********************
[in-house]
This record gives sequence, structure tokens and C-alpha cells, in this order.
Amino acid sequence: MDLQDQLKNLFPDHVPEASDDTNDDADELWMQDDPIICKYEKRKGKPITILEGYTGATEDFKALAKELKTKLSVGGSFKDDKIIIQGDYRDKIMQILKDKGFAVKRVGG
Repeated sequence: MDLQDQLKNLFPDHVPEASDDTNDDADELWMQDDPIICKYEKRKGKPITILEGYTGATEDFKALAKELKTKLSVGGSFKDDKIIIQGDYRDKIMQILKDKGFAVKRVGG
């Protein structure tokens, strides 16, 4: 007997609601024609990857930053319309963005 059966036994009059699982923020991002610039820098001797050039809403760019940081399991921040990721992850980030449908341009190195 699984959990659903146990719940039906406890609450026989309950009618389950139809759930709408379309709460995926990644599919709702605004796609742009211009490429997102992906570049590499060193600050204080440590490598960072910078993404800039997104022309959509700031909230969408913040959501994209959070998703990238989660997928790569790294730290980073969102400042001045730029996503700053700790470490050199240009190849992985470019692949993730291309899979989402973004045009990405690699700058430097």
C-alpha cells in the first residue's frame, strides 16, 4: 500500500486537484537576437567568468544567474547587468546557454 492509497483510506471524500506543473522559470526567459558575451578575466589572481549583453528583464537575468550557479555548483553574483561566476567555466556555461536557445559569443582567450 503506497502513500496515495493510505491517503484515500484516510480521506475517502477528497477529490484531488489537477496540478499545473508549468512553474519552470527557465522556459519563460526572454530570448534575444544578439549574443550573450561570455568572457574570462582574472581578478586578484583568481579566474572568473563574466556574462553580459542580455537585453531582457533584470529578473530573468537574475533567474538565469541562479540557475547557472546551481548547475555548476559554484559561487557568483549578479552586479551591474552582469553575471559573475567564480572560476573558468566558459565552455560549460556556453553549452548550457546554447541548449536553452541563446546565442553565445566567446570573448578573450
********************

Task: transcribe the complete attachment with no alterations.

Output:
[in-house]
This record gives sequence, structure tokens and C-alpha cells, in this order.
Amino acid sequence: MDLQDQLKNLFPDHVPEASDDTNDDADELWMQDDPIICKYEKRKGKPITILEGYTGATEDFKALAKELKTKLSVGGSFKDDKIIIQGDYRDKIMQILKDKGFAVKRVGG
Repeated sequence: MDLQDQLKNLFPDHVPEASDDTNDDADELWMQDDPIICKYEKRKGKPITILEGYTGATEDFKALAKELKTKLSVGGSFKDDKIIIQGDYRDKIMQILKDKGFAVKRVGG
């Protein structure tokens, strides 16, 4: 007997609601024609990857930053319309963005 059966036994009059699982923020991002610039820098001797050039809403760019940081399991921040990721992850980030449908341009190195 699984959990659903146990719940039906406890609450026989309950009618389950139809759930709408379309709460995926990644599919709702605004796609742009211009490429997102992906570049590499060193600050204080440590490598960072910078993404800039997104022309959509700031909230969408913040959501994209959070998703990238989660997928790569790294730290980073969102400042001045730029996503700053700790470490050199240009190849992985470019692949993730291309899979989402973004045009990405690699700058430097």
C-alpha cells in the first residue's frame, strides 16, 4: 500500500486537484537576437567568468544567474547587468546557454 492509497483510506471524500506543473522559470526567459558575451578575466589572481549583453528583464537575468550557479555548483553574483561566476567555466556555461536557445559569443582567450 503506497502513500496515495493510505491517503484515500484516510480521506475517502477528497477529490484531488489537477496540478499545473508549468512553474519552470527557465522556459519563460526572454530570448534575444544578439549574443550573450561570455568572457574570462582574472581578478586578484583568481579566474572568473563574466556574462553580459542580455537585453531582457533584470529578473530573468537574475533567474538565469541562479540557475547557472546551481548547475555548476559554484559561487557568483549578479552586479551591474552582469553575471559573475567564480572560476573558468566558459565552455560549460556556453553549452548550457546554447541548449536553452541563446546565442553565445566567446570573448578573450